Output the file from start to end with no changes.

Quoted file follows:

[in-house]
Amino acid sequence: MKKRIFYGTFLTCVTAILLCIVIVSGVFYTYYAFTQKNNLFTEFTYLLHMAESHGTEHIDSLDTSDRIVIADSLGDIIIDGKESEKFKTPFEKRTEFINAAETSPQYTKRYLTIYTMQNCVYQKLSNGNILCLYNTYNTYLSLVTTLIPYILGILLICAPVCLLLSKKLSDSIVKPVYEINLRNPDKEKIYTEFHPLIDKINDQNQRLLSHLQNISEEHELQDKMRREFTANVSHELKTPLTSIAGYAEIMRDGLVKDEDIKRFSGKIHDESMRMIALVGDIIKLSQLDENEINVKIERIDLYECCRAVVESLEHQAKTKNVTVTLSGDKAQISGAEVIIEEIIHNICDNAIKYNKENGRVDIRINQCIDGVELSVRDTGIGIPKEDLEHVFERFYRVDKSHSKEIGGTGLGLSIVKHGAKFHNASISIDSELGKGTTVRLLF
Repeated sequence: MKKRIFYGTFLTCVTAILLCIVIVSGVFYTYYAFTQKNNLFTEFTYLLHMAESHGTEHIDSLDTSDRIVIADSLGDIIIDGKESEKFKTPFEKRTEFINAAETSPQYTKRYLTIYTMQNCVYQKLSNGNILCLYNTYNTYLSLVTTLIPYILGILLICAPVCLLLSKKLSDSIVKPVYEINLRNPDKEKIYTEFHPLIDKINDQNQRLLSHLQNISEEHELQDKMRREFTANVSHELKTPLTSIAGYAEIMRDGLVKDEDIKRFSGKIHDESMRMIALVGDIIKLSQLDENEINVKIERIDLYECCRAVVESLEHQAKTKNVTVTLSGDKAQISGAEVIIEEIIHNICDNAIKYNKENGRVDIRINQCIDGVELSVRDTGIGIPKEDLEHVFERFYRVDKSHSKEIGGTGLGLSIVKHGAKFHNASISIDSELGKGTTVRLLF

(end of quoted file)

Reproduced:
[in-house]
Amino acid sequence: MKKRIFYGTFLTCVTAILLCIVIVSGVFYTYYAFTQKNNLFTEFTYLLHMAESHGTEHIDSLDTSDRIVIADSLGDIIIDGKESEKFKTPFEKRTEFINAAETSPQYTKRYLTIYTMQNCVYQKLSNGNILCLYNTYNTYLSLVTTLIPYILGILLICAPVCLLLSKKLSDSIVKPVYEINLRNPDKEKIYTEFHPLIDKINDQNQRLLSHLQNISEEHELQDKMRREFTANVSHELKTPLTSIAGYAEIMRDGLVKDEDIKRFSGKIHDESMRMIALVGDIIKLSQLDENEINVKIERIDLYECCRAVVESLEHQAKTKNVTVTLSGDKAQISGAEVIIEEIIHNICDNAIKYNKENGRVDIRINQCIDGVELSVRDTGIGIPKEDLEHVFERFYRVDKSHSKEIGGTGLGLSIVKHGAKFHNASISIDSELGKGTTVRLLF
Repeated sequence: MKKRIFYGTFLTCVTAILLCIVIVSGVFYTYYAFTQKNNLFTEFTYLLHMAESHGTEHIDSLDTSDRIVIADSLGDIIIDGKESEKFKTPFEKRTEFINAAETSPQYTKRYLTIYTMQNCVYQKLSNGNILCLYNTYNTYLSLVTTLIPYILGILLICAPVCLLLSKKLSDSIVKPVYEINLRNPDKEKIYTEFHPLIDKINDQNQRLLSHLQNISEEHELQDKMRREFTANVSHELKTPLTSIAGYAEIMRDGLVKDEDIKRFSGKIHDESMRMIALVGDIIKLSQLDENEINVKIERIDLYECCRAVVESLEHQAKTKNVTVTLSGDKAQISGAEVIIEEIIHNICDNAIKYNKENGRVDIRINQCIDGVELSVRDTGIGIPKEDLEHVFERFYRVDKSHSKEIGGTGLGLSIVKHGAKFHNASISIDSELGKGTTVRLLF